Study on 18 newborns

Collaborating with the Berlin endocrinologist Professor Volker Hesse, who has spent longer researching the mini-puberty of infants, put her on the right track. For the study, sexual hormones were measured in four and eight weeks old infants at Lindenhof Children’s Hospital in Berlin. At the same age, the scientists recorded the spontaneous crying of the babies in the presence of their mothers and analyzed the melody of the single cries in the Würzburg baby laboratory.

The subsequent mathematical and statistical analysis produced a conclusive result: “We were able to prove a close correlation between the level of bioactive estradiol in the circulating blood of the babies and the variability of the melodies in their crying at two months old,” concludes Wermke. Estradiol is biologically the most prevalent sex hormone in the estrogen class with far-reaching importance in brain development. The researchers were unable to discover any correlation between the babies’ testosterone levels and the “melody repertoire” in their crying.

Girls are not inherently more gifted linguistically

There are, of course, a whole string of studies that show that girls are more gifted linguistically than boys. But this only applies when this statement refers to an average. Considered individually, there are also many linguistically gifted boys, just as there are, conversely, girls who have difficulties with language acquisition. This is consistent with the outcome of the study: “We find estradiol in the blood of male babies, too. In some cases, the level can even be well above the average value for girls. These boys then also show an above-average number of pronounced melodic variations in the second month.”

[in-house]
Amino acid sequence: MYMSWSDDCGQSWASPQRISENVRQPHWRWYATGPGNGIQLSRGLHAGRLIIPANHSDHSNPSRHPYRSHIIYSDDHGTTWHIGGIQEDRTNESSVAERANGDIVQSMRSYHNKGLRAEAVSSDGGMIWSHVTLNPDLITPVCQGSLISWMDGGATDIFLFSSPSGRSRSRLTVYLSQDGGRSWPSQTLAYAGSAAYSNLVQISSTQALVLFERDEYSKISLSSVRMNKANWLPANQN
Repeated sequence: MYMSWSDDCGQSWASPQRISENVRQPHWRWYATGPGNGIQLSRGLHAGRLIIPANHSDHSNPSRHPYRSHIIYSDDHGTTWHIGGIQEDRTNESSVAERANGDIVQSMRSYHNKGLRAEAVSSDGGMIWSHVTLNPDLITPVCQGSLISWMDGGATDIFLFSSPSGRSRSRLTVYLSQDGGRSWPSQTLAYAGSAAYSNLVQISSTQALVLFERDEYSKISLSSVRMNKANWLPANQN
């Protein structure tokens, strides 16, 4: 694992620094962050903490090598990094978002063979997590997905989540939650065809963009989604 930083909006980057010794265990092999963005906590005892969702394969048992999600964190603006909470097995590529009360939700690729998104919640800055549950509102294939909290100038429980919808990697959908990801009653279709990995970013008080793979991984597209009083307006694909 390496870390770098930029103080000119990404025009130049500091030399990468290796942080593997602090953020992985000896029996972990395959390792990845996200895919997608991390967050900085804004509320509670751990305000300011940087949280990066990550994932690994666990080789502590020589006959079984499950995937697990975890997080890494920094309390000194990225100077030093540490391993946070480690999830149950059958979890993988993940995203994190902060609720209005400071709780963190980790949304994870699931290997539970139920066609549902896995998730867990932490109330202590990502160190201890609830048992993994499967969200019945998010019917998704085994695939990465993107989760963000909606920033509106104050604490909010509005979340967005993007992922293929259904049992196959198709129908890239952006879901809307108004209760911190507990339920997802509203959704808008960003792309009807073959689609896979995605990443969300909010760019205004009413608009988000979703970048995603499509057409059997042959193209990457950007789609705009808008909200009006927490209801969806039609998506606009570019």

How estradiol affects language development

At present, the scientists can only speculate about the ways in which estradiol influences the development of language capability in humans. “We know that this hormone is hugely important to the structural and functional organization of the brain,” says Kathleen Wermke. Therefore, it presumably also plays a crucial role in the development of the specific structures of the brain that are responsible for language acquisition.

Genetics lie at the heart of another possible explanation: It has been known for some time now that the gene Foxp2 is pivotal to speech and language development. As recent studies show, this gene in various organisms is more active in the sex that is deemed to engage more in acoustic communication. Sex hormones seem to have a major role in the regulation of gene activity.